Despite being born and raised in the community, Grove City's new property-maintenance inspector is still getting to know the area.

Despite being born and raised in the community, Grove City's new property-maintenance inspector is still getting to know the area.

"It's amazing how many streets I'm discovering that I never knew existed," Jed Plank said. "There are all these side streets I never knew about."

Plank was hired as Grove City's full-time inspector in September.

The city previously had two part-time inspectors who worked a total of 1,612 hours for a combined salary of $34,669.41 in 2015. Plank's full-time annual salary is $41,953.60.

"Having Jed working full time will allow us to respond more quickly to complaints," said zoning director Mike Boso.

The property-maintenance inspector conducts property inspections to make sure they are in compliance with city code.

"I'm checking on residential and commercial properties and looking for vacant properties and junked or abandoned vehicles," Plank said. "It's all about ensuring the safety of the community and our neighborhoods. It also impacts property values and just helps to keep Grove City looking beautiful."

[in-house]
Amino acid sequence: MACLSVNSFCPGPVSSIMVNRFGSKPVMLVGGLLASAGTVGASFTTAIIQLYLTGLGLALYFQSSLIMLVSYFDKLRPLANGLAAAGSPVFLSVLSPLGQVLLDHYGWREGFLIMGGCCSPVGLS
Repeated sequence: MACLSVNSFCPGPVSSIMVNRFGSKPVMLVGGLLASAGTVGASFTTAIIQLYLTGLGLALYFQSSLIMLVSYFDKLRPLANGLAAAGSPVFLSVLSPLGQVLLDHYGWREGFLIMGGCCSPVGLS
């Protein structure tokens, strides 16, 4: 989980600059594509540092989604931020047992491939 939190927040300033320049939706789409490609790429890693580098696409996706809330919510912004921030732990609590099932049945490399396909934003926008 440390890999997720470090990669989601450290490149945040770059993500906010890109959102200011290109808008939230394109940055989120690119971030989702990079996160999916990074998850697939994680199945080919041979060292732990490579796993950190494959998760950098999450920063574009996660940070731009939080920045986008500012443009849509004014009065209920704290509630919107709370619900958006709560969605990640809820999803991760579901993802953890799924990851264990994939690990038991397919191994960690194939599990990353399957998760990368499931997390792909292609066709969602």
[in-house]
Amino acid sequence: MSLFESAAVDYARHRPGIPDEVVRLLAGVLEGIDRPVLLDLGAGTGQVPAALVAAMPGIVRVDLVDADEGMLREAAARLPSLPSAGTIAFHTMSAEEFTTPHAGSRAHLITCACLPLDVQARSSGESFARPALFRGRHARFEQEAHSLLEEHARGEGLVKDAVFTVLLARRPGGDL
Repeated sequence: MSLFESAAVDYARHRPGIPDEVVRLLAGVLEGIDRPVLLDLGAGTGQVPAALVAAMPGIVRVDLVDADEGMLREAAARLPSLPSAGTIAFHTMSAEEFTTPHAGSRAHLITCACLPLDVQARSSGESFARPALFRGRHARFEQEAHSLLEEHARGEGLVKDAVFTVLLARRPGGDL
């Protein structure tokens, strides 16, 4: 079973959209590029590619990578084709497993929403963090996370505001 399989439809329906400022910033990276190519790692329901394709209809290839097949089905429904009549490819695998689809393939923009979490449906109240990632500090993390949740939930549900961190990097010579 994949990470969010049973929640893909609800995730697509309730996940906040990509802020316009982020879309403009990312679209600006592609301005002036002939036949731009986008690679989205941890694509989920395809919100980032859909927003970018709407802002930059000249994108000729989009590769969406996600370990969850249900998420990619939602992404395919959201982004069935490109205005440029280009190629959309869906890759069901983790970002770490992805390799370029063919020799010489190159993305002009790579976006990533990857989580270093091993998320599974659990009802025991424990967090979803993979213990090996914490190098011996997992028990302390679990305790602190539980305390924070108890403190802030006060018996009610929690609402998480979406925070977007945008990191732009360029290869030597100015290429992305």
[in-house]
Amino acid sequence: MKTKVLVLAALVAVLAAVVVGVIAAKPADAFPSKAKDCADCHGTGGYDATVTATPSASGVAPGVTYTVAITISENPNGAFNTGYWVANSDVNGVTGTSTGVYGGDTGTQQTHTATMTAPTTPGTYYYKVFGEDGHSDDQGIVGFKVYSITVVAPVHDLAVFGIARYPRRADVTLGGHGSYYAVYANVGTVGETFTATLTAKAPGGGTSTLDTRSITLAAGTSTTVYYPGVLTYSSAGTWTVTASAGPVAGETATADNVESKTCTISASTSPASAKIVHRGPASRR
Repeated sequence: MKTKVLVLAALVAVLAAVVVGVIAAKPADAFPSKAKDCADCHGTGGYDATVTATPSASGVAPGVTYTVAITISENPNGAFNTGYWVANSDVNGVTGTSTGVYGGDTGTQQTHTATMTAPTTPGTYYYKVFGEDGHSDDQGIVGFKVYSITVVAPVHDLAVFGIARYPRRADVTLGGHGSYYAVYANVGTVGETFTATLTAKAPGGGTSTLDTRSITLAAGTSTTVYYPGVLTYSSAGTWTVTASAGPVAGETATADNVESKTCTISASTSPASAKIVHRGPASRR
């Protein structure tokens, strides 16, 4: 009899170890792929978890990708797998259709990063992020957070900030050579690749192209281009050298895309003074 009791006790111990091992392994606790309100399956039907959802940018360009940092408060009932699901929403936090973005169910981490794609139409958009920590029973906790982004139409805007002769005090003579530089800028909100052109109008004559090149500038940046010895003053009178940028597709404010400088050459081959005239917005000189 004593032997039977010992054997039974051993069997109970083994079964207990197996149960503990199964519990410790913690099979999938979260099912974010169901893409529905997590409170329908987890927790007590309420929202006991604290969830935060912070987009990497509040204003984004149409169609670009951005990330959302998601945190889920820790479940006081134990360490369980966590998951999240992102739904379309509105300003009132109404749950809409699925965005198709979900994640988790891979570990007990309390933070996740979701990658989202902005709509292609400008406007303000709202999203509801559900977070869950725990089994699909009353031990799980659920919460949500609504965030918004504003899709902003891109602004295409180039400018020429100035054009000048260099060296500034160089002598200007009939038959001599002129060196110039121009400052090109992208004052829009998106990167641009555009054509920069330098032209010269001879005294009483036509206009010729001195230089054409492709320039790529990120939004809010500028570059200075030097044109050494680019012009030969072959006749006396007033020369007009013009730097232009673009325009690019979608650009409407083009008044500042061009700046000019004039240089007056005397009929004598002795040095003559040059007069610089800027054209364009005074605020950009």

Grove City's property-maintenance regulations are based on the standards set in the International Code Council's International Property Maintenance Code, Boso said.

Most of the work is complaint-driven, Plank said.

Without a property owner's permission or a warrant, "we can only view your property from the public street or sidewalk," he said. "We're not going to be coming into your backyard."

If he receives a complaint about a property, Plank will attempt to contact the owner. If no one is home, he will place a door hanger notifying the property owner of the issue that has been raised.

Residents can file a complaint about a property using a form on the city's website or by calling 614-277-3075.

"Most people call after 5 p.m. after they come home from work," Boso said. "With Jed on board full time, he can respond and follow up the very next day."

Although some people aren't happy when he shows up, Plank said, he's found most residents are cooperative.

"Usually the violations aren't intentional," he said. "It may be something that's fallen to the bottom of their to-do list, or they may not even realize they are in violation of city code."

City officials can help arrange for volunteers to complete work residents are unable to do themselves or provide information about a Mid-Ohio Regional Planning Commission program that provides funds for housing rehabilitation projects for qualified residents, Plank said.

"Our focus is on compliance, not enforcement," he said. "The best part of my job is helping people take care of an issue at their property."

The amount of time a resident has to fix an issue varies depending on the issues that are involved, Boso said.

Before joining Grove City's building and zoning department, Plank worked in the property-nuisance department at Franklin County Public Health.

He said he is excited to be working on behalf of his hometown.

"It's really fulfilling to have your hand in the dough that bakes everything," Plank said.

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